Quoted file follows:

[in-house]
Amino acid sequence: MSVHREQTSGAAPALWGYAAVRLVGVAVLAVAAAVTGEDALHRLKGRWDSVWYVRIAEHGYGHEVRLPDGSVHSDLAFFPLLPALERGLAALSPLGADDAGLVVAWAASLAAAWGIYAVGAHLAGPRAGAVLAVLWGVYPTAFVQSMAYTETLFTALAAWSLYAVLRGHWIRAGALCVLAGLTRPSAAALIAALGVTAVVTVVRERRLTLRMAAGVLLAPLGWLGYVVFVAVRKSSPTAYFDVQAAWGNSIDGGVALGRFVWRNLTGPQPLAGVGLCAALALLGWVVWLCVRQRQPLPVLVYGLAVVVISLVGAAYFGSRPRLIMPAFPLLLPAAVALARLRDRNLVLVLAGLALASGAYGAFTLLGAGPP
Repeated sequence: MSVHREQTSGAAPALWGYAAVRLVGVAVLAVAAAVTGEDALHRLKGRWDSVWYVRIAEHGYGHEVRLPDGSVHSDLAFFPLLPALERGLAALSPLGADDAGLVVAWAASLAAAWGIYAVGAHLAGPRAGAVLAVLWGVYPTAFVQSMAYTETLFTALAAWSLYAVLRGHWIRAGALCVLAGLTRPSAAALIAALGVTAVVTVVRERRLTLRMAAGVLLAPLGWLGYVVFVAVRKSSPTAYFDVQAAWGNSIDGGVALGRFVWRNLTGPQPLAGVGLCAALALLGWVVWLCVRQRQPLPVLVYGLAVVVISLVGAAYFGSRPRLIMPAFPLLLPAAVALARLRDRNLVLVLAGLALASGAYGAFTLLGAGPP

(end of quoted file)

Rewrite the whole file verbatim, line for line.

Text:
[in-house]
Amino acid sequence: MSVHREQTSGAAPALWGYAAVRLVGVAVLAVAAAVTGEDALHRLKGRWDSVWYVRIAEHGYGHEVRLPDGSVHSDLAFFPLLPALERGLAALSPLGADDAGLVVAWAASLAAAWGIYAVGAHLAGPRAGAVLAVLWGVYPTAFVQSMAYTETLFTALAAWSLYAVLRGHWIRAGALCVLAGLTRPSAAALIAALGVTAVVTVVRERRLTLRMAAGVLLAPLGWLGYVVFVAVRKSSPTAYFDVQAAWGNSIDGGVALGRFVWRNLTGPQPLAGVGLCAALALLGWVVWLCVRQRQPLPVLVYGLAVVVISLVGAAYFGSRPRLIMPAFPLLLPAAVALARLRDRNLVLVLAGLALASGAYGAFTLLGAGPP
Repeated sequence: MSVHREQTSGAAPALWGYAAVRLVGVAVLAVAAAVTGEDALHRLKGRWDSVWYVRIAEHGYGHEVRLPDGSVHSDLAFFPLLPALERGLAALSPLGADDAGLVVAWAASLAAAWGIYAVGAHLAGPRAGAVLAVLWGVYPTAFVQSMAYTETLFTALAAWSLYAVLRGHWIRAGALCVLAGLTRPSAAALIAALGVTAVVTVVRERRLTLRMAAGVLLAPLGWLGYVVFVAVRKSSPTAYFDVQAAWGNSIDGGVALGRFVWRNLTGPQPLAGVGLCAALALLGWVVWLCVRQRQPLPVLVYGLAVVVISLVGAAYFGSRPRLIMPAFPLLLPAAVALARLRDRNLVLVLAGLALASGAYGAFTLLGAGPP